The international independent film community may be sprawling in size separated by continents, countries, and language but it's united by a love for film, and a desire to share that passion. That's why, during a predawn night in the Philippines and Southeast Asia, a late evening in Slovenia and Europe, and an early afternoon in the United States and Canada, hundreds of people found themselves in shock after learning of the senseless deaths of film critics Alexis Tioseco and Nika Bohinc, killed Sept. 1 as their home was robbed in Quezon City, Manila.
To speak of Tioseco, a Filipino raised in Canada who returned to Manila, and Bohinc, a Slovenian based in Ljubljana until recently, is to speak of film, cinephilia, and love; it is also to speak of how we can create deep bonds with people scattered across the globe whom we see only once or twice a year, if that, but to whom we still feel united due to a common cause. Though I was in yet another part of the world, I was fortunate to have known and counted as Alexis and Nika as friends, even though I had only seen them at festivals here and there and in their Quezon City home. Judging from a fledgling memorial on Facebook, others feel just as connected to the two. That's partly because of the closeness of the film community, and partly because of the effect they had on people.
Having returned "home" to Manila to assist with the family business, Alexis (ever the good son) found himself running it after his father passed away. His true passion, though, was cinema. It was Lav Diaz's Batang, West Side (2001) that changed his outlook on film, and a 12-page interview with Diaz that changed his future. After that the early 20-something kid with the bright eyes and brighter mind dedicated himself (or as much of himself as he could spare, after the family business) to film, and specifically Filipino film.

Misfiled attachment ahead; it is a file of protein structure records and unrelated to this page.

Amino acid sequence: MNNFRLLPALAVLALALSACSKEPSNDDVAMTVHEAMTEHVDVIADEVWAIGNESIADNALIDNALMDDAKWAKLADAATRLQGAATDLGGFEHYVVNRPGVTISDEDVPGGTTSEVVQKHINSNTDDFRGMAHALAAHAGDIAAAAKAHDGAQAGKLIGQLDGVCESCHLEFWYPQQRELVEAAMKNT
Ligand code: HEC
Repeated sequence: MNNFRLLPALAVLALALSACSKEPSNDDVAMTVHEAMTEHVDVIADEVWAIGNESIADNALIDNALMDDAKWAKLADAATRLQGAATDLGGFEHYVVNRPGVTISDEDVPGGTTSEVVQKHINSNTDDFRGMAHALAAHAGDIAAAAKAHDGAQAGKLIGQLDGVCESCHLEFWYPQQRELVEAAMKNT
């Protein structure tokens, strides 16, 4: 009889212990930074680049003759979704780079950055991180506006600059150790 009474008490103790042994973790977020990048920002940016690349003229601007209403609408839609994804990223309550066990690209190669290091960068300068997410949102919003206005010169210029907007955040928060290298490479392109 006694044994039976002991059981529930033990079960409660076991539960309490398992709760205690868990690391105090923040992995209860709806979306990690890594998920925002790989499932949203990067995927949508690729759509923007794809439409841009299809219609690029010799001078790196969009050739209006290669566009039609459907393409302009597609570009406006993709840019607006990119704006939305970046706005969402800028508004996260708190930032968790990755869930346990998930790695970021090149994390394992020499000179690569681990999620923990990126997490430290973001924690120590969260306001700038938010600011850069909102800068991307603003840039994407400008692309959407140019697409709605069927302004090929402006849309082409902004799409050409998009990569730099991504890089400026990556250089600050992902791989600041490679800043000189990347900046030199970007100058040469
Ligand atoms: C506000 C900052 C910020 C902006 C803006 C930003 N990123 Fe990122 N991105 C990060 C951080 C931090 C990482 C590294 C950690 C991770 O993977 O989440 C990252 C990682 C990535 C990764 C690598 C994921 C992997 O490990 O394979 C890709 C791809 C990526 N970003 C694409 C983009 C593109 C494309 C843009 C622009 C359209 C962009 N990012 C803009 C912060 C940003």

"While I love cinema in general, a passion that has grown exponentially over the years, I feel no need to put myself in service of that which doesn't need it [Hollywood]," he wrote in a moving article in Rogue magazine. "Philippine cinema has given much to me, and one must pay back one's debts." He became a film professor and film critic, and was the driving force behind arguably the most influential, intelligent blog on Southeast Asian cinema, www.criticine.com. In 2006 (at 25!), he was named by The Philippine Star as "one of the most important young people in the country today" for his efforts to promote his nation's cinema.
Born and raised in Slovenia (about as far from the Philippines as one can get), Nika was also one of those young protégés who make the rest of us feel guilty for pissing away our youth. In her 20s she edited Ekran, a major film magazine, and helped organized the highly-regarded Isola Cinema Film Festival. A huge admirer and promoter of American (and Californian) experimental filmmakers like James Benning, Bruce Conner, and Lewis Klahr, she was also active in the Ljubljana Film Festival and IndieLisboa, and had begun promoting Slovenian films to other festivals.
In 2007 the two met at the Rotterdam Film Festival. Both had been able, fortunately, to overcome the vast difficulties facing writers from "smaller" nations when it comes to attending festivals. There will be Americans, Brits, Western Europeans galore, Japanese, Canadians, and Koreans all over, but unfortunately very few representatives from anywhere else. Both Alexis and Nika were able to finagle funds, festival invitations, and jury memberships to help their travels. "I never expected to have the opportunity to travel for/from film, especially not on the expenses of others, but slowly the opportunities presented themselves," Alexis wrote.